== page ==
President Joe Biden’s administration's efforts to pause deportations of illegal immigrants stumbled when a federal judge extended a ban on its imposition following a lawsuit from Texas.
U.S. District Judge Drew Tipton has placed an indefinite ban on the enforcement of Biden’s January 20 memorandum that would have placed a 100-day moratorium on deportations, including sex offenders.
According to Fox News, Tipton previously issued a two-week restraining order on the policy in response to a lawsuit by Texas Attorney General Ken Paxton, who argued that it violated federal law. Texas had an agreement with the Department of Homeland Security requiring that the state be consulted before the implementation of such a policy.
During his campaign, Biden promised a 100-day pause on deportations as part of his immigration agenda, which includes a halt on the construction of Trump’s border wall, an end to the Migrant Protection Protocols and a pathway to citizenship for millions of illegal immigrants.
According to the head of Immigration and Customs Enforcement, the moratorium would exclude those engaged in terrorism or espionage or who pose a danger to national security. The moratorium would also exclude illegal immigrants who were not present in the United States before Nov. 1, 2020, those who agreed to waive the right to remain and those who the director of ICE determined needed to be removed by law.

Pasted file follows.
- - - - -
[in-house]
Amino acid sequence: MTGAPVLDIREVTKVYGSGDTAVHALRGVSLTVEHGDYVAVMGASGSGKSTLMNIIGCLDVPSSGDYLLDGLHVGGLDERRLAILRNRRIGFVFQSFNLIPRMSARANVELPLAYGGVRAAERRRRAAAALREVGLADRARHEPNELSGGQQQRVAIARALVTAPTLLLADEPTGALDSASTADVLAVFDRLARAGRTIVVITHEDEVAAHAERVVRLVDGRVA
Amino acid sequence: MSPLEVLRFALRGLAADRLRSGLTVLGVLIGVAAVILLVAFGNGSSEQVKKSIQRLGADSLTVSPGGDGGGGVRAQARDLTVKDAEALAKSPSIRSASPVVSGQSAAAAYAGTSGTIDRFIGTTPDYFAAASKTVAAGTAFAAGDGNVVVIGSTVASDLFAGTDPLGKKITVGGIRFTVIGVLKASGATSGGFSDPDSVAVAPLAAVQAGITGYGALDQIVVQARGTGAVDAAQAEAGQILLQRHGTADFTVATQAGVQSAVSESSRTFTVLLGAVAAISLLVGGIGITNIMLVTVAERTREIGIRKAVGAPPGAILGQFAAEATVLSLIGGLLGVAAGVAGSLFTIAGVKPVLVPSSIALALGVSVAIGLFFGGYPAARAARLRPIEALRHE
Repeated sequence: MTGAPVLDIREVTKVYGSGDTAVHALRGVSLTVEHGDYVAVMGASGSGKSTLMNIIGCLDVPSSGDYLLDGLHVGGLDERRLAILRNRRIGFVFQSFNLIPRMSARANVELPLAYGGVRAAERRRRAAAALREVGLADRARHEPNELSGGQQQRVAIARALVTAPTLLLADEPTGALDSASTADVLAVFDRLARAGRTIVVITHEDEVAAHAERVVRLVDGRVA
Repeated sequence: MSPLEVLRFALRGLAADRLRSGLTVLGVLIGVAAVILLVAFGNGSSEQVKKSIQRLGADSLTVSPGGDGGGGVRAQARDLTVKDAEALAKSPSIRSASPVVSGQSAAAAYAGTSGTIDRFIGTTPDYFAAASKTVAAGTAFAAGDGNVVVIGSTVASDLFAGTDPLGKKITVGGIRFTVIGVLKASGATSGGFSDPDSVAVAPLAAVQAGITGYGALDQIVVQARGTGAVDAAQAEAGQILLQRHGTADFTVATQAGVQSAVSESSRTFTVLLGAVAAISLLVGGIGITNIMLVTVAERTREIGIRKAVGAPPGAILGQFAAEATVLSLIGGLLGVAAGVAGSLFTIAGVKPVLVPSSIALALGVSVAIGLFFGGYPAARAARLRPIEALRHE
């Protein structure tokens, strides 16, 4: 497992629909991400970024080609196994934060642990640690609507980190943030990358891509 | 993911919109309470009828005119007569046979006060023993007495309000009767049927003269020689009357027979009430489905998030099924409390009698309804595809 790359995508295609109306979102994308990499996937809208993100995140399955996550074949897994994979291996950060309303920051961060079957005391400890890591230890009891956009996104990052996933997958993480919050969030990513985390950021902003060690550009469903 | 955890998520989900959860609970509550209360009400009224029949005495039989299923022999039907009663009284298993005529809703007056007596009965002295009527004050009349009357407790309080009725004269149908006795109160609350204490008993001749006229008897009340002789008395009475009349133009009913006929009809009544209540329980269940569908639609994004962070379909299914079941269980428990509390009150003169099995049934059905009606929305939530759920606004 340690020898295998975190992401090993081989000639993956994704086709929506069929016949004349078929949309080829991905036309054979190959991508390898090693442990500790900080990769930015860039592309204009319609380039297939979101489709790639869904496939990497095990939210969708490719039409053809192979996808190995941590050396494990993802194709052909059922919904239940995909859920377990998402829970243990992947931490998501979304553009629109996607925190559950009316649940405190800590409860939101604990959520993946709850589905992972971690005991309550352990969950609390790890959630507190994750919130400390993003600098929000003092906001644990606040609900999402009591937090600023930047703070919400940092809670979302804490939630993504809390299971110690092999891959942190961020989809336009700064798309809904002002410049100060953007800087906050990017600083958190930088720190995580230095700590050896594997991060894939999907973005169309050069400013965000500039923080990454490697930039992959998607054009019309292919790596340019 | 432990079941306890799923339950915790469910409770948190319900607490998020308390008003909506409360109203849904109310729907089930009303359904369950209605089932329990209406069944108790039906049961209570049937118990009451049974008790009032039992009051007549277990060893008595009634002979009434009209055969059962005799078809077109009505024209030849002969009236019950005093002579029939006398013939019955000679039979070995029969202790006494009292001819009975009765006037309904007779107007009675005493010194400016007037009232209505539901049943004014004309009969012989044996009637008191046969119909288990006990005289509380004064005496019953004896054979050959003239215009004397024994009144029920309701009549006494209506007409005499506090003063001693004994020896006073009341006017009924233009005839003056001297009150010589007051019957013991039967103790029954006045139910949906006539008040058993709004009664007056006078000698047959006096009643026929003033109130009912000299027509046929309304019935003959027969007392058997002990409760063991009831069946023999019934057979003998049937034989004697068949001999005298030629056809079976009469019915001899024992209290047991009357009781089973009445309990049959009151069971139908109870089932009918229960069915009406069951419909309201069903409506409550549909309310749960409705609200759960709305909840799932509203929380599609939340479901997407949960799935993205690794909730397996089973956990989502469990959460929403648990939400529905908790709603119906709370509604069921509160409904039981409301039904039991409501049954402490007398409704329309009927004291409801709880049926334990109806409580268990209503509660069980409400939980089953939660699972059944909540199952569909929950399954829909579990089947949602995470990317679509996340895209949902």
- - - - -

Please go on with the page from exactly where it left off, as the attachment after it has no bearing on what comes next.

Texas argued that the policy violated the Constitution, as well as federal law. In the final days of Trump’s presidency, Texas and the DHS signed an agreement that the state would be consulted before reducing immigrant enforcement or pausing deportations.
According to Fox News, the DHS is required to provide Texas with 180 days notice before any proposed change to the reduction of immigration enforcement or increase in the number of “removable or inadmissible aliens.” Paxton argued that the agreement was violated by the Biden administration’s policy.
"Our state defends the largest section of the southern border in the nation. Failure to properly enforce the law will directly and immediately endanger our citizens and law enforcement personnel," said Paxton in January.